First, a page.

H1N1 Causes Early Spikes in Flu Cases
The flu season has hit unusually early this year, and according to the Centers for Disease Control, Texas is one of the states hardest hit. Physicians are urging everyone to get a flu shot.
Typically, the flu season peaks in January, but so far this year at least five deaths have already occurred in Texas. At a press conference Monday, medical experts at Seton Medical Center Austin said the number of positive flu tests has doubled over the past two weeks.
Dr. Irfan Hydari, the medical director of emergency services at Seton, said the flu strand that is responsible for the vast majority of illnesses is H1N1, or swine flu. That strand became notorious in 2009 when it caused a flu pandemic.
But Hydari said vaccine technology continues to improve, and this year it has been adapted to combat H1N1.
"[H1N1] is actually in the vaccines this year. So we're finding that people who have been vaccinated, even if they come down with the illness, have a less severe course of it," Hydari said.
He added that vaccine shortages that complicated flu season in the past is not an issue this year. Hydari also said that flu vaccines take about two weeks to take affect, and because the flu season typically peaks in January it's not too late to get a shot this year.
Hydari added that because holiday travel coincides with flu seasons, people planning to go out-of-state should be cautious to avoid spreading the disease and those experiencing any flu-like symptoms should stay home.
"The states that have been affected the most are Texas, Louisiana, Mississippi and Alabama," Hydari said. "If you're planning to travel from one of those states, you do have the ability to carry that virus elsewhere."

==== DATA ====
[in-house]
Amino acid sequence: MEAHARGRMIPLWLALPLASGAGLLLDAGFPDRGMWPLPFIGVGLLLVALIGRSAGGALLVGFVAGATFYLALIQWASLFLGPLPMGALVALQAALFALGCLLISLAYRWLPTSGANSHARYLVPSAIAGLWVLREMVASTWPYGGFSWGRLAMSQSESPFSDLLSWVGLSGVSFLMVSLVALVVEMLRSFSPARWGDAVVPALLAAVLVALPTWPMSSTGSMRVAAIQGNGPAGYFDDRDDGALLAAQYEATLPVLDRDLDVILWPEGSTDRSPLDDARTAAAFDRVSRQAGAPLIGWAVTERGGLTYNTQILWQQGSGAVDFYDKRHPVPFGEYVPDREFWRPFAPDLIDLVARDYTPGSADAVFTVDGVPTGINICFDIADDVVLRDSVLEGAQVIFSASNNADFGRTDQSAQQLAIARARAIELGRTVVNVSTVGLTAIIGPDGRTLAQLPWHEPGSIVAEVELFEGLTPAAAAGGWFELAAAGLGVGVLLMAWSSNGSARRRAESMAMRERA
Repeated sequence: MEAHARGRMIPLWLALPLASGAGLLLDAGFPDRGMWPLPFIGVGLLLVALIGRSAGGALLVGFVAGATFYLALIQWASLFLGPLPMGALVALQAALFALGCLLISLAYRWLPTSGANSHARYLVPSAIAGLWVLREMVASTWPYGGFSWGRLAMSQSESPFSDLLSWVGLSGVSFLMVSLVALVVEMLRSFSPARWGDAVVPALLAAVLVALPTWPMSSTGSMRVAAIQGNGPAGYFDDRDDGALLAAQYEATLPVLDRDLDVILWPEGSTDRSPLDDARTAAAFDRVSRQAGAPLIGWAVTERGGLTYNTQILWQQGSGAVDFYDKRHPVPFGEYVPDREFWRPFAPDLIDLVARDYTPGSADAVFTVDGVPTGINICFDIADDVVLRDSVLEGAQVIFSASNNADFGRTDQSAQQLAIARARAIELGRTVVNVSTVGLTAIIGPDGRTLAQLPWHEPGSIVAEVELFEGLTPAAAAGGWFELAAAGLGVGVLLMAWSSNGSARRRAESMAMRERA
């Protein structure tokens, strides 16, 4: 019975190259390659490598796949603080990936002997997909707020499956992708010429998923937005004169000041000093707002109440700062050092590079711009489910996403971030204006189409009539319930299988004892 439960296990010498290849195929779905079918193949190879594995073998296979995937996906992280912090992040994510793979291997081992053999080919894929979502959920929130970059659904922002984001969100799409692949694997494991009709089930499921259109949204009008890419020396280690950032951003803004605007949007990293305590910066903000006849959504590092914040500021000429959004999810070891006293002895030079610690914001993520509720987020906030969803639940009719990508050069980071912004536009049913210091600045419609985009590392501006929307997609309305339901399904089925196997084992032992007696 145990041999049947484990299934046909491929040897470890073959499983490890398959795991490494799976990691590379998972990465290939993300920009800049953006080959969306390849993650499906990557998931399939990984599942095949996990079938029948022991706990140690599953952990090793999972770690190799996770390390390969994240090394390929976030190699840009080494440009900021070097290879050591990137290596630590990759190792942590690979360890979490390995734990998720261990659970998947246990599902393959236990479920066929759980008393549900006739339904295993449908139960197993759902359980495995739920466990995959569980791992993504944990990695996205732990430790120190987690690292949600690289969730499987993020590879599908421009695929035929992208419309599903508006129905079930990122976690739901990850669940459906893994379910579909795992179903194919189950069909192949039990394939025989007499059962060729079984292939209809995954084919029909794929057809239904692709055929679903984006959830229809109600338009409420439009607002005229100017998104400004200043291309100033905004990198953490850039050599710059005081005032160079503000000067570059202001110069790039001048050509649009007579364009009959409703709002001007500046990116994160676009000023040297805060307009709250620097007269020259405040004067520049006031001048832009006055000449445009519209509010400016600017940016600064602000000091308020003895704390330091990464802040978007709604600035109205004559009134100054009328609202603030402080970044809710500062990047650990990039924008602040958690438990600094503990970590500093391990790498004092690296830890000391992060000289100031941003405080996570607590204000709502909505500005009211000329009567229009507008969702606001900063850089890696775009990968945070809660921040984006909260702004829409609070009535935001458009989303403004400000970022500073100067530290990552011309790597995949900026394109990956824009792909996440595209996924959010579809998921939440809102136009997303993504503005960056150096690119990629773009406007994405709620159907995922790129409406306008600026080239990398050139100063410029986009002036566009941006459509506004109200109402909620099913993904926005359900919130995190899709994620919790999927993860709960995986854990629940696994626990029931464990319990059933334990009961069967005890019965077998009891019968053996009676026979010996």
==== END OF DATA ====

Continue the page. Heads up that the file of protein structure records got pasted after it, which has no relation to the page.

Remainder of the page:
Dr. Jack Bissett, an infectious disease physician at Seton, said certain demographics are more vulnerable to H1N1."It seems like older children and young adults get more severe disease," he said. That's at odds with other flu strands, which typically affect children under five and adults over 65 more severely.
Bissett said flu symptoms are typically non-specific, but fever is an indictor to seek medical attention. He said if people experiencing flu symptoms are prescribed the drug Tamiflu, it can help reduce the severity and duration of the illness.
Symptoms can range from moderate to severe, but physicians say it's best to take precautions. There are currently four adults at Seton Medical Center being treated with a heart-lung machine called Extracorporeal Membrane Oxygenation (ECMO) due to life-threatening complications from the flu. Dr. Jordan Weingarten, who works in Seton Medical Center Austin's ECMO program, said the machine is helping to keep the patients alive while their bodies fight the disease.
"Your average patient gets the flu and feels awful for a few days and then gets better and misses a few days from work or school," Weingarten said. "But it can cause pneumonia, respiratory failure, you may need to be on a ventilator to stay alive. There's a subset of those patients who cannot be kept alive even on a ventilator."
Weingarten said these are the patients who are put on ECMO, which has been used at Seton for the past three years. He said one patient has been successfully removed from ECMO this year after recovering from flu symptoms.
Cynthia Short suffered life-threatening complications from H1N1 while she was nine months pregnant two years ago. She was on ECMO for 18 days before recovering.
"It is very important to get a flu shot. I thought, I was in my early 30's and I never get sick and never had any lung or heart issues ... Don't believe the hype and think that it won't happen to you," she said.